The case has made national headlines in part because U.S. Representative Jim Jordan, an Ohio Republican and founder of the House Freedom Caucus, was an assistant wrestling coach at Ohio State from 1986 to 1994, during Strauss's tenure. A few ex-wrestlers have accused the congressman of failing to stop the abuse.

Jordan has denied knowing anything about Strauss’s conduct. ​Ian Fury, Jordan's spokesman, told Inside Higher Ed last month that the congressman "never saw any abuse, never heard about any abuse, and never had any abuse reported to him during his time as a coach at Ohio State."

Dunyasha Yetts, a former Ohio State wrestler, told NBC last month that he and teammates talked to Jordan about Strauss many times. “For God’s sake, Strauss’s locker was right next to Jordan’s and Jordan even said he’d kill him if he tried anything with him,” Yetts said.

Fury said Jordan would be willing to assist investigators in any way possible, “because if what is alleged is true, the victims deserve a full investigation and justice.”

Ohio State is asking anyone with information about Strauss to email the law firm Perkins Coie LLP at osu@perkinscoie.com. The firm is conducting an independent investigation and to date has interviewed more than 200 people, the university said.

August 17, 2018

University of Idaho athletics director Rob Spear has been fired amid allegations his department mishandled complaints of sexual misconduct.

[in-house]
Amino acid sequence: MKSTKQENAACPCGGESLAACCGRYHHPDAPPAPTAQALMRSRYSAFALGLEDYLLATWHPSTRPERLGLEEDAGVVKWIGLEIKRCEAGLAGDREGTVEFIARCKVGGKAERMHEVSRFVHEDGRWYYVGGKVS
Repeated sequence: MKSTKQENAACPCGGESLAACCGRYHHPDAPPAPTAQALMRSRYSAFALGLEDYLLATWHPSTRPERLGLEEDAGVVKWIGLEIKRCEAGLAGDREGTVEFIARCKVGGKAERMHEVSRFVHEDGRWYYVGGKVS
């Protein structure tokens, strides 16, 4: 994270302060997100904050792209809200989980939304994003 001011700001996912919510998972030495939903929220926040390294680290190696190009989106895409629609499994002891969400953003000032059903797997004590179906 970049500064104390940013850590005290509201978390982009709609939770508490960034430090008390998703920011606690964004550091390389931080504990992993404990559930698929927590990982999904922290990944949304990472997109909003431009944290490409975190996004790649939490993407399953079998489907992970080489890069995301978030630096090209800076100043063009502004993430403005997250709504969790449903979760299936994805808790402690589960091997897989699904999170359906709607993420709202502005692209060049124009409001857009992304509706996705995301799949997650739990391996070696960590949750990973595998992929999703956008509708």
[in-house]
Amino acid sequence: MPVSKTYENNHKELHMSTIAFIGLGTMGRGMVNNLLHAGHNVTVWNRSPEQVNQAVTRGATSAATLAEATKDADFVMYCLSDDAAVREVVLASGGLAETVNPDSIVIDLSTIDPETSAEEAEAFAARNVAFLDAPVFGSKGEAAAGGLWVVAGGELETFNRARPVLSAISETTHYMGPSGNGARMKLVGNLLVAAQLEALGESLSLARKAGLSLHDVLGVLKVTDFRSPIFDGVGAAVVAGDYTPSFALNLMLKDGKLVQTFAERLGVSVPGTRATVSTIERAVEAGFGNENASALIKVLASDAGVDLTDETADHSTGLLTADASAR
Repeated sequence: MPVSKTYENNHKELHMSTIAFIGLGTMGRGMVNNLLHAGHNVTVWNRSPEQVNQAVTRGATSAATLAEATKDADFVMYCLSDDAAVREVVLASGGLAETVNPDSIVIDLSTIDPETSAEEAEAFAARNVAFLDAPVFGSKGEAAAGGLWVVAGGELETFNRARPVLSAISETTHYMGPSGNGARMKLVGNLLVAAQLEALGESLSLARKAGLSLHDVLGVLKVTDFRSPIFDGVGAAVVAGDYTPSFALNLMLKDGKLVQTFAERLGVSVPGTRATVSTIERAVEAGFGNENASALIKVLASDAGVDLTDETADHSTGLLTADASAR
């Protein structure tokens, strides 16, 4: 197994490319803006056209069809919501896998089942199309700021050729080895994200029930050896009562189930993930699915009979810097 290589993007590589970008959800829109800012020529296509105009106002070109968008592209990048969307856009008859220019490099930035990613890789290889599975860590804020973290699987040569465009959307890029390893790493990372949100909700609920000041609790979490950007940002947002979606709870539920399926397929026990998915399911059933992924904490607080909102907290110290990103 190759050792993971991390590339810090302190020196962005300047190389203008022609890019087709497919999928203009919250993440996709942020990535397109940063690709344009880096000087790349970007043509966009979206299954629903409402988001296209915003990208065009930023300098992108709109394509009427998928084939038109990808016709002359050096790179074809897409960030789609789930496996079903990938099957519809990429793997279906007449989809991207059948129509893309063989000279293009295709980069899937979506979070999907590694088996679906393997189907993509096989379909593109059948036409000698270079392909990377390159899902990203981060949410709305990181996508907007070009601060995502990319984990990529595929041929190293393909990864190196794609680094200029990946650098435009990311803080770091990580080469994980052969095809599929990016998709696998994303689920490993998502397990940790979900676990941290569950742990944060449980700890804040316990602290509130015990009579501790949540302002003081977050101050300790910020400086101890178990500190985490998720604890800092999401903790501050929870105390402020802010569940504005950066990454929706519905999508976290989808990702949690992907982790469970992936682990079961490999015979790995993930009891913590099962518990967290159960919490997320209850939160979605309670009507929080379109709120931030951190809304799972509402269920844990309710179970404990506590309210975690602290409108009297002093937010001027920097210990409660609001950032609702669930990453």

The State Board of Education fired Spear Thursday after placing him on leave in April.

Investigators hired by the university found that he mishandled an accusation of sexual assault against a football player in 2013. Investigators looked into complaints spanning the 2012-13 academic year.

At least three women, two of them university athletes, had filed complaints against football player Jahrie Level in 2012-13, the Idaho Statesman reported. The university and Spear acknowledged that the university’s policies on sexual assault were not followed when one of the women, a diver, accused Level of sexual assault. Level was eventually dismissed from the team after surveillance video surfaced that confirmed the diver’s accusations.

The university placed diving coach Jim Southerland on paid administrative leave in April after an interim suspension by the U.S. Center for SafeSport and USA Diving, the Statesman reported.